But for some of us, faith is wrapped up in Scripture, because if Scripture is errant, then what else of our doctrine or behavior is errant?

Discrepancies are rampant throughout the Bible—both in the Old Testament and New Testament, and Ehrman does a nice job summing up the most important ones.  Some that are near and dear to my heart, after writing Eve, are the ones about creation.

Here’s Ehrman again: “The creation account in Genesis 1 is very different from the account in Genesis 2.  Not only is the wording and writing style different, as is very obvious when you read the text in Hebrew, and not only do the two chapters use different names for God, but the very content of the chapters differs in numerous respects.  Just make a list of everything that happens in chapter 1 in the order it occurs, and a separate list for chapter 2, and compare your lists.  Are animals created before humans, as in chapter 1, or after, as in chapter 2?  Are plants created before humans or afterward?  Is ‘man’ the first living creature to be created or the last?  Is woman created at the same time as man or separately?  Even within each story there are problems: if ‘light’ was created on the first day of creation in Genesis 1, how is it that the sun, moon, and stars were not created until the fourth day?  Where was the light coming from, if not the sun, moon, and stars?  And how could there be an ‘evening and morning’ on each of the first three days if there was no sun?”

Even more damning, I think, are the Gospels, which are not thought to have been written by the apostles we think they’ve been written by.  The Gospels’ language is in scholarly Greek, not in fisherman’s Aramaic, and anyway, the disciples probably wouldn’t have known how to read or write, although that’s an educated guess.  Mark is the oldest Gospel, and has a completely different “take” on Jesus than, let’s say, Luke.  Mark wants to get across a suffering Jesus–the one persecuted, rejected, and crucified.  Luke wants to get across a stoic Jesus, calmly absorbing everything until the very end.  Neither Gospel claims that Jesus is God.  The only Gospel to do this is John, and John was written almost 95 years after Jesus’s death, years after the other Gospels were written, and with enough time to have passed that a certain theology about Jesus had emerged—not from eyewitnesses but from people who had heard from people who had heard from people.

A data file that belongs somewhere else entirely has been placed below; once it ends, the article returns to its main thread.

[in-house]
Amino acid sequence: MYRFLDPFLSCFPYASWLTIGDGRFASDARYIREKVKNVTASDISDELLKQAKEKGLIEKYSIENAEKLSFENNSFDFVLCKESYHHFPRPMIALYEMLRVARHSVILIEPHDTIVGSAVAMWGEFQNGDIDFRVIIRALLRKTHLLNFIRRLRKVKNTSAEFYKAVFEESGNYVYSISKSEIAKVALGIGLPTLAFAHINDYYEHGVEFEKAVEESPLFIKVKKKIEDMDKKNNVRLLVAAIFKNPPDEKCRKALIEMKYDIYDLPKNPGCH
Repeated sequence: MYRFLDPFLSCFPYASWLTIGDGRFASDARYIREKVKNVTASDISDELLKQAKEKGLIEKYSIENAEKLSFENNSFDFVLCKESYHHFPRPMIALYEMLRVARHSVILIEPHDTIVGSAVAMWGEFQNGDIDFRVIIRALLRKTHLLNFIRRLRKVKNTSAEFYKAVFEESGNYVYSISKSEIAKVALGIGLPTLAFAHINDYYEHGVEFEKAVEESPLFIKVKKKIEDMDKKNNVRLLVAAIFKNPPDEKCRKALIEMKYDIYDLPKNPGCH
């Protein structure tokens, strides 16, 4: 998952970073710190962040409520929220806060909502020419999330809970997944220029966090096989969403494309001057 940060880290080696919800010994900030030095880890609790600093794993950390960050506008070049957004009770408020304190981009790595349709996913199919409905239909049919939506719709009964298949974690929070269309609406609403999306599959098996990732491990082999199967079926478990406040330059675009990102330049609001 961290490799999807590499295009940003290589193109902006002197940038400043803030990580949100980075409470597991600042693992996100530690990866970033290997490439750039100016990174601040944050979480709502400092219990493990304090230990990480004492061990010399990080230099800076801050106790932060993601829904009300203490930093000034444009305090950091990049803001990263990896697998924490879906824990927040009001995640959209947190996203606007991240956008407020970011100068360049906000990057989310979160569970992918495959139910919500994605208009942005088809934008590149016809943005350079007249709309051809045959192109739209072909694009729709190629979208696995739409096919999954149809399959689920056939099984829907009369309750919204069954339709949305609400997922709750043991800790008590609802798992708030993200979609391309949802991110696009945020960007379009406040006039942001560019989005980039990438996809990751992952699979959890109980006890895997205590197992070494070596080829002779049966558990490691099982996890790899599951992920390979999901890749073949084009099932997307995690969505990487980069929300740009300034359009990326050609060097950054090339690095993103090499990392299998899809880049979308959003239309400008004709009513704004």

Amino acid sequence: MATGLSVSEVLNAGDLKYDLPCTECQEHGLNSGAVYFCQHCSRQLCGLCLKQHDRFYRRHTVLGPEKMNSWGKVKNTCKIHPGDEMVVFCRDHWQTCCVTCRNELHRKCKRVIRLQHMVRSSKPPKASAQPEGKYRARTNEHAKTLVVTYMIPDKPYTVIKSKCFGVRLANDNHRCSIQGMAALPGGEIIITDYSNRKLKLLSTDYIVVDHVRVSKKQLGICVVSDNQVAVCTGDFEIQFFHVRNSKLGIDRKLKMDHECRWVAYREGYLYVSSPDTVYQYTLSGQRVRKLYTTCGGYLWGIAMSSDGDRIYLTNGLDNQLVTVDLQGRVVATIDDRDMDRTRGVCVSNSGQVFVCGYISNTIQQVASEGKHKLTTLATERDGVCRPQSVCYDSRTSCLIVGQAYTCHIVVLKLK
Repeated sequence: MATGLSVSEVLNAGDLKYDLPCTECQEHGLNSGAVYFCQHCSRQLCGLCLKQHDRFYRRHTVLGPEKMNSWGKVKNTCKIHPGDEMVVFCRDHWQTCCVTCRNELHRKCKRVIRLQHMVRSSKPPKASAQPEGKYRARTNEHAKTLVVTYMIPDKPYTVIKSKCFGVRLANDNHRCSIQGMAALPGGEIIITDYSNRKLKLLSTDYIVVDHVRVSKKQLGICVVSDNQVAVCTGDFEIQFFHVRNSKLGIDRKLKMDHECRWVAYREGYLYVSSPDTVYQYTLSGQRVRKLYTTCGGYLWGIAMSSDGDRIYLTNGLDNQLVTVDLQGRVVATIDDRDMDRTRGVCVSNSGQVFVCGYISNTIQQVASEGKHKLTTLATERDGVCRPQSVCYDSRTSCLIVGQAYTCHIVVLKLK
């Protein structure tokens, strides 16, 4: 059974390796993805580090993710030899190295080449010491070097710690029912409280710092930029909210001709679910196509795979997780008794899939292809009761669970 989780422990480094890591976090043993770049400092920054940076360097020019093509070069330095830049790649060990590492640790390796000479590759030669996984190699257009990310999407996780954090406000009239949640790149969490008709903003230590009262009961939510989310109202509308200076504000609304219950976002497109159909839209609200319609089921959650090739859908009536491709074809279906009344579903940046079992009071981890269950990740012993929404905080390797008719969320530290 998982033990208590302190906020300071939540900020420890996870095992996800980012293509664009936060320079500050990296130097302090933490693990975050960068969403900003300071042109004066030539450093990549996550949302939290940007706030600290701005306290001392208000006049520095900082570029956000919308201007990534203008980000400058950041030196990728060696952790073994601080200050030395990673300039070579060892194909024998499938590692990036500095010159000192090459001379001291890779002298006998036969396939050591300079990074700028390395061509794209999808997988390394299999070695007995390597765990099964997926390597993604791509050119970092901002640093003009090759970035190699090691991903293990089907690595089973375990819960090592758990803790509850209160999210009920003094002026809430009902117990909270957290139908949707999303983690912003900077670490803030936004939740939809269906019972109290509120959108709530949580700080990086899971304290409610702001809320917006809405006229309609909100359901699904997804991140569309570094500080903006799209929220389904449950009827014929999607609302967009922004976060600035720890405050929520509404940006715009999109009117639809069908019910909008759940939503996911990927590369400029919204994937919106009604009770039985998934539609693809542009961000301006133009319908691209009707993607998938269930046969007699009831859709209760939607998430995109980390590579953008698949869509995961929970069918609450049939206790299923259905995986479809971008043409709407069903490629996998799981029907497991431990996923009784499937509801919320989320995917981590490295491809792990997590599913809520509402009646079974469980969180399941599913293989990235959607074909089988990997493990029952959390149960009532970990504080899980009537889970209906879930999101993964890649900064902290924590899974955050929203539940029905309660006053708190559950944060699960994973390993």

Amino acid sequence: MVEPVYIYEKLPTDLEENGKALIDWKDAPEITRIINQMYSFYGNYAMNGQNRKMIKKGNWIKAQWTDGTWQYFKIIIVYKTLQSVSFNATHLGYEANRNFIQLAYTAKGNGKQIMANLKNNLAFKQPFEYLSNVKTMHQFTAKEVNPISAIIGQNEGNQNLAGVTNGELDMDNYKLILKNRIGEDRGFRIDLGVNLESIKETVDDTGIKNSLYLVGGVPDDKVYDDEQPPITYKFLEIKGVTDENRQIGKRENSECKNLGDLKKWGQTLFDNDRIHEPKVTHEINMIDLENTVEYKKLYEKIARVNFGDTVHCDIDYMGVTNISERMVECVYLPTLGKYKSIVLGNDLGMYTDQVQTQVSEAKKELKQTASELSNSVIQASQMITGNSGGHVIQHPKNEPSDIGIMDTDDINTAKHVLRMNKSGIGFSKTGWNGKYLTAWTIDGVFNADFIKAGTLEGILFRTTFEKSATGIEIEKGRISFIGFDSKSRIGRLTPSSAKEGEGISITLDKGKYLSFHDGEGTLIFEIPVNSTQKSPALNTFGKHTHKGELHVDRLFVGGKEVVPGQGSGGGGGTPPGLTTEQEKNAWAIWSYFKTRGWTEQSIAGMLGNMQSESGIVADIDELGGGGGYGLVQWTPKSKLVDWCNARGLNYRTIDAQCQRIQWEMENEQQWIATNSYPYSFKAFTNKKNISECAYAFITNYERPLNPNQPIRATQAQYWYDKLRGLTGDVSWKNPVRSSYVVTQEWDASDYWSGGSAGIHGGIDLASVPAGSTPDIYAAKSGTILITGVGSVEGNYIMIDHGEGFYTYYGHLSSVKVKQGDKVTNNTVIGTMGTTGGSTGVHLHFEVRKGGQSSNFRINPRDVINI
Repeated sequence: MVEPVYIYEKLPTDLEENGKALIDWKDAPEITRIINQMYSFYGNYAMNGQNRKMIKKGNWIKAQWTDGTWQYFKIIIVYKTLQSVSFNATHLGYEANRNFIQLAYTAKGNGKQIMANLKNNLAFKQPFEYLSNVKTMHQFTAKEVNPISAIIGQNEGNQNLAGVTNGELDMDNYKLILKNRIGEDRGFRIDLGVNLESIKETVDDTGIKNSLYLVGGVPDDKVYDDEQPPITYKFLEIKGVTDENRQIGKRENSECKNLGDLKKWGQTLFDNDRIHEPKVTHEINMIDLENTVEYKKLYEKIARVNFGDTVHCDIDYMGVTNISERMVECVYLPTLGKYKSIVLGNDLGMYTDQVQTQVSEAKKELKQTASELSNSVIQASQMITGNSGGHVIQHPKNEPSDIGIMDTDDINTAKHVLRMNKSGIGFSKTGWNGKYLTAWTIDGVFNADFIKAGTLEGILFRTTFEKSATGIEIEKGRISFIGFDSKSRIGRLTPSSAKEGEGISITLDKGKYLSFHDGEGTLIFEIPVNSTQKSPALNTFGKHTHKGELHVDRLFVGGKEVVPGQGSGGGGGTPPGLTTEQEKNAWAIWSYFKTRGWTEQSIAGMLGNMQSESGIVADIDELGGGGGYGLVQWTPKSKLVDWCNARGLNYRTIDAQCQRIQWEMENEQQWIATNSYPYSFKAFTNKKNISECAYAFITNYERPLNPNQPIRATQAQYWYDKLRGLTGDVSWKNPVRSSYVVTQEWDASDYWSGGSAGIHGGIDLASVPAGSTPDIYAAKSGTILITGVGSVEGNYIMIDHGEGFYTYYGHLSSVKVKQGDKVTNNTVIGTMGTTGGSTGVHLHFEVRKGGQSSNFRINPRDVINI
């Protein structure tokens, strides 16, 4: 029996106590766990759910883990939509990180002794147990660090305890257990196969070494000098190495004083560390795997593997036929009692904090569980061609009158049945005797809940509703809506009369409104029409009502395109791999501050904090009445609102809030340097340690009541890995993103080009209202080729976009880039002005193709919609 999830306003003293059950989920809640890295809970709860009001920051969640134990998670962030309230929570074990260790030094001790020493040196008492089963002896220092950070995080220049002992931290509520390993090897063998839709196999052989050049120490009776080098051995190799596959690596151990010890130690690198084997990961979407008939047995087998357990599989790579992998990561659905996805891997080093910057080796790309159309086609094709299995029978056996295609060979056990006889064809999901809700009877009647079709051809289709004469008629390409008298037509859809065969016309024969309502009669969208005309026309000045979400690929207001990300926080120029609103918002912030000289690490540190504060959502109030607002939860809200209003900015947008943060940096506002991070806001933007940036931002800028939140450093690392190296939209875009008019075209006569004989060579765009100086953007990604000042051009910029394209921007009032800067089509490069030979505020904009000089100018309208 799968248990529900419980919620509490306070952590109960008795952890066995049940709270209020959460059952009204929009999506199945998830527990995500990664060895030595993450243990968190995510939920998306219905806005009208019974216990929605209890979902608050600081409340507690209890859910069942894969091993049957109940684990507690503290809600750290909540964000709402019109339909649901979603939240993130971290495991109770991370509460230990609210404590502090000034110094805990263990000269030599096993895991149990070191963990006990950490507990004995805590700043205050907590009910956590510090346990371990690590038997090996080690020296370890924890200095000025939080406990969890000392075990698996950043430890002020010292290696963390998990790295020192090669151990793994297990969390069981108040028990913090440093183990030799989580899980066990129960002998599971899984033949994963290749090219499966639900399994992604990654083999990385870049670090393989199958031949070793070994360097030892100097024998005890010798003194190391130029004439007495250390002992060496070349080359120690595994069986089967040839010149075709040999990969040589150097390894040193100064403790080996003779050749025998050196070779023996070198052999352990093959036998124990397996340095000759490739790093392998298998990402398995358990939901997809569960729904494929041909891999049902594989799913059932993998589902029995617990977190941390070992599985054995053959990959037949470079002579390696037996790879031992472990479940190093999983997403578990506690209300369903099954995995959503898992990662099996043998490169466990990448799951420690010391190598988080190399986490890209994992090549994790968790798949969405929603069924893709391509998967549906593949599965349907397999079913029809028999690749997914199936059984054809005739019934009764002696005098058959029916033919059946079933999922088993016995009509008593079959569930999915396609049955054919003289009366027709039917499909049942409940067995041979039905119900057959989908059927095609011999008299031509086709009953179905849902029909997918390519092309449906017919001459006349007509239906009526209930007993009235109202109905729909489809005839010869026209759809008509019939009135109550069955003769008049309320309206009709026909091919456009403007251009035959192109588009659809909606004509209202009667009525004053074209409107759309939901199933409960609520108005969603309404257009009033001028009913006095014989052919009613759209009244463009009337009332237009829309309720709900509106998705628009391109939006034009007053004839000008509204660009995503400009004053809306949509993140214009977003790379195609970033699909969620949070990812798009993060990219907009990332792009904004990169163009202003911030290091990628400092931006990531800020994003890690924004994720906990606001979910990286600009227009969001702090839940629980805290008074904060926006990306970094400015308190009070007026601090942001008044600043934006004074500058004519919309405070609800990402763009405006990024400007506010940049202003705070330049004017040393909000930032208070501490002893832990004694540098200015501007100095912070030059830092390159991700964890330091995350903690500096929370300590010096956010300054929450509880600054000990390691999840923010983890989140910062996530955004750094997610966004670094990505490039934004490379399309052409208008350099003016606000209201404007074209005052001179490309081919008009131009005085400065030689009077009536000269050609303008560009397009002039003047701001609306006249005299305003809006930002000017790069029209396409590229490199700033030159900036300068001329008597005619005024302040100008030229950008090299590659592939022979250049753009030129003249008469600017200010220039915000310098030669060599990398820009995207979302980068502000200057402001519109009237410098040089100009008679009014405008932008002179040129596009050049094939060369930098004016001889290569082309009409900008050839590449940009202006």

Now I have to read the Gospels again, and this time not linearly (what Ehrman calls “horizontally”), but “vertically,” where I’ll have to take each story and compare it to the same story in the other Gospels.  In this way I’ll be able to compare the historical contexts and language choices in the stories.  There was always an agenda in the writing of texts, and the Gospels are no exception to that rule.

Ehrman ends with a hard look at how our New Testament came to be, and it’s interesting to me that this isn’t discussed first in any religious training before deciding whether or not to believe what’s written.  The Bible we know today is not the same sacred text that the early church was using, and why is that?  Ehrman lays it all out.

I still have to read Misquoting Jesus, but I have a feeling when I do, my next question will be: What would God look like, stripped of all organized religion?

[Post image: Bart Ehrman]